I influence anything I touch whether I’m recording it, producing it, or just sitting in the back of the room. “Sex In The Porsche” just dropped. The way the kick and the 808 are balanced next to each other is because of me. It’s a certain way I hear music. Everybody doesn’t hear it the same. We all have the same tools, but it’s just how you paint differently. You can be sure I influenced anything you’ve heard that I’ve worked on.

What was it like making music inside of a sports stadium for Ye’s DONDA?

That was incredible. It was a once-in-a-lifetime recording environment. You’re in the visitors’ locker room. You feel like you’re at the playoffs; it’s a championship game, and everybody in the room is that guy. It was the who’s who of everybody pulling up, laying ideas, coming in with production ideas, whatever. It was very high intensity. It was like the All-Star game; everybody trained to get here. We were all balling at the highest level.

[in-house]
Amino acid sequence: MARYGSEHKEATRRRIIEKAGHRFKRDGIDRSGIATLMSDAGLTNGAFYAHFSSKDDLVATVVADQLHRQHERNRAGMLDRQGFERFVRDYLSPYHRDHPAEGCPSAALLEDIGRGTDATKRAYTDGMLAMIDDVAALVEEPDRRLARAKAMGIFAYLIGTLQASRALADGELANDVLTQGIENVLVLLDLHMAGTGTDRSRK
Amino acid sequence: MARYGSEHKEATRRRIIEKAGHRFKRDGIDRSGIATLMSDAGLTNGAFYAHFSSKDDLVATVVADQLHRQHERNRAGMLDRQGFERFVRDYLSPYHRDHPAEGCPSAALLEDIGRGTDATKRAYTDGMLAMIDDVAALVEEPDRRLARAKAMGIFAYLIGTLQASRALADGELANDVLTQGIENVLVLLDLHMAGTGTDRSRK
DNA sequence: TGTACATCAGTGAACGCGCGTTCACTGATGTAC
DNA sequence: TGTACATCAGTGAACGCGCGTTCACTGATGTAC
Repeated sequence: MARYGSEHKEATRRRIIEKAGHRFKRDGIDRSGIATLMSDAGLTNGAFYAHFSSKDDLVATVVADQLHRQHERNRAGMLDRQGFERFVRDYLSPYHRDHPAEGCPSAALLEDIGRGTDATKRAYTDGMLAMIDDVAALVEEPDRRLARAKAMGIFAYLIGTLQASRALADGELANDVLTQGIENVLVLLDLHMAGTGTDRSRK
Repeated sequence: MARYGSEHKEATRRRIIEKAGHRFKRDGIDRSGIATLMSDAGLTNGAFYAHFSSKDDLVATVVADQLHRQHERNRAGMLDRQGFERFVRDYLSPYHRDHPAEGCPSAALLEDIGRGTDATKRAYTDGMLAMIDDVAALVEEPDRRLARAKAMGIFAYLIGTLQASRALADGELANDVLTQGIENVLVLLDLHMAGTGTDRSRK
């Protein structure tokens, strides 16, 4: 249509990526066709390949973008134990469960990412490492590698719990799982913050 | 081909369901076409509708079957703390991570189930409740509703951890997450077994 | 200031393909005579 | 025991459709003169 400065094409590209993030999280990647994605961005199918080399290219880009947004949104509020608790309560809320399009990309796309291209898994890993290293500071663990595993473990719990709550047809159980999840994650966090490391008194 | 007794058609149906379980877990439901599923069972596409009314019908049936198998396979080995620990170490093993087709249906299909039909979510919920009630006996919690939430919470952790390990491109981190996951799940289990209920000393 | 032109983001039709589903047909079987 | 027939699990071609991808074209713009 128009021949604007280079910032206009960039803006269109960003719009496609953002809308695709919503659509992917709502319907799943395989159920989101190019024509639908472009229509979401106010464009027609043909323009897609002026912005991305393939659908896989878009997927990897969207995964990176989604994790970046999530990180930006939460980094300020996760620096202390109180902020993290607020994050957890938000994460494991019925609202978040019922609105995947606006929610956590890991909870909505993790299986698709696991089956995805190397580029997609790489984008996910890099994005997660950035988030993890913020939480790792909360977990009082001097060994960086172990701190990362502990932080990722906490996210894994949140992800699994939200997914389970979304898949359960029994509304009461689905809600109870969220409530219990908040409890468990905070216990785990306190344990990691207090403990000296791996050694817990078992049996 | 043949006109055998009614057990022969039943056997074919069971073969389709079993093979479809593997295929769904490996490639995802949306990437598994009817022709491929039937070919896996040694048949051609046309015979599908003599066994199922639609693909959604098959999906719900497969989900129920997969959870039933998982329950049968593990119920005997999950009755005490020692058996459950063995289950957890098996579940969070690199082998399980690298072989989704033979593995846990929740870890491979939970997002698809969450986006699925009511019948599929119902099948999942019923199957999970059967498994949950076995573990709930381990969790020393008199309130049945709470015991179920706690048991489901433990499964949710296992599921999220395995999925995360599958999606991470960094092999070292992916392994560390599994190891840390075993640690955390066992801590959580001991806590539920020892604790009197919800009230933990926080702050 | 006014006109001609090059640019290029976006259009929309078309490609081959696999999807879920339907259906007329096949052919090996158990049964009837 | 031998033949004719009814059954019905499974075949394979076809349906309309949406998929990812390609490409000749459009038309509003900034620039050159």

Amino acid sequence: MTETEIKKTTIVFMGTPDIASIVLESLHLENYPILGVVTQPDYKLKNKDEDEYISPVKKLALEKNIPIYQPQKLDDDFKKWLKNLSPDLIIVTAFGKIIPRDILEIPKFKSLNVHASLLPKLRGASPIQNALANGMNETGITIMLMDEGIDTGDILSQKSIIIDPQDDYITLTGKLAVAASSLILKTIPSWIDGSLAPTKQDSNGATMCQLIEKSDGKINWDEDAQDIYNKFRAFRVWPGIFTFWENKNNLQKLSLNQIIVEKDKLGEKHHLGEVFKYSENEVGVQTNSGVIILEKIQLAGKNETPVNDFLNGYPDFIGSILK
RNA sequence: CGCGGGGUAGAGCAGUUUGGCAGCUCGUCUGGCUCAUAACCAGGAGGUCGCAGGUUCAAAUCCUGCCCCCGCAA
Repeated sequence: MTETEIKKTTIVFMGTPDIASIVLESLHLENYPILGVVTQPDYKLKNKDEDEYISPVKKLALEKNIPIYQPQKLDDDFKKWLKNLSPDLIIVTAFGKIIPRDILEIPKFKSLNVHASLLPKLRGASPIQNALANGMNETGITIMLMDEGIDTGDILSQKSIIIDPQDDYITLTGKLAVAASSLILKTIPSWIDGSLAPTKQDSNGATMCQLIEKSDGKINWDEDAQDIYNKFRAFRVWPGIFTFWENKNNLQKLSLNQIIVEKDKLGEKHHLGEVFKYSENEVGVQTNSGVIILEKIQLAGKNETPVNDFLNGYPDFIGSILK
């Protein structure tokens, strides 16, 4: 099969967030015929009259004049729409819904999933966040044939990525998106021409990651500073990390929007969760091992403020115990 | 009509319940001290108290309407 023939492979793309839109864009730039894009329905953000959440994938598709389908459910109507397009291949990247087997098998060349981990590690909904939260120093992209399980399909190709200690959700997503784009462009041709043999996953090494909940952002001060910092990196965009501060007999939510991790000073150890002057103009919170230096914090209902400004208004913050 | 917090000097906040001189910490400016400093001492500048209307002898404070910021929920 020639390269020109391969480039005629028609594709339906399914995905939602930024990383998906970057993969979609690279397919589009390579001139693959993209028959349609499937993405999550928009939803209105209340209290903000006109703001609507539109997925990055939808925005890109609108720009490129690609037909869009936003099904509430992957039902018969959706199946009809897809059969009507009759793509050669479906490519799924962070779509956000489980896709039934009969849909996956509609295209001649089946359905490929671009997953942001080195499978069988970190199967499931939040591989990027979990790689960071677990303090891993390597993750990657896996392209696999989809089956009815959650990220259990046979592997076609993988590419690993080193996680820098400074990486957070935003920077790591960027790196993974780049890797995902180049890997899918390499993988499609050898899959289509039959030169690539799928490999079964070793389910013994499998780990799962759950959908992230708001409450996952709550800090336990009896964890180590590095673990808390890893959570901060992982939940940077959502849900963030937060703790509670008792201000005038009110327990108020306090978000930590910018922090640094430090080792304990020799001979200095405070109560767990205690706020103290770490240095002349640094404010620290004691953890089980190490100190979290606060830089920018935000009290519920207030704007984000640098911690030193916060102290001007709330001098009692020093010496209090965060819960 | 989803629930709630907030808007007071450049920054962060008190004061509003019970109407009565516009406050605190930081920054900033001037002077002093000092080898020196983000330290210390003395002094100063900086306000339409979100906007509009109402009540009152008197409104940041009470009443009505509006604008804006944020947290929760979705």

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What do you have coming up in 2023?

I’m superstitious when it comes to upcoming releases. I only speak on things that are out, but I will say Puff is dropping. He’s been very vocal about that. I’m very excited about that. I got to work on this whole project with them, and I think it’s a really special project. I got this artist I signed named SVRITE. It’s amazing. He’s an artist-producer. He’s just a beast. I’m working on his project. We got a lot of stuff in the works that I just don’t want to jinx. You’re going to have to wait and see.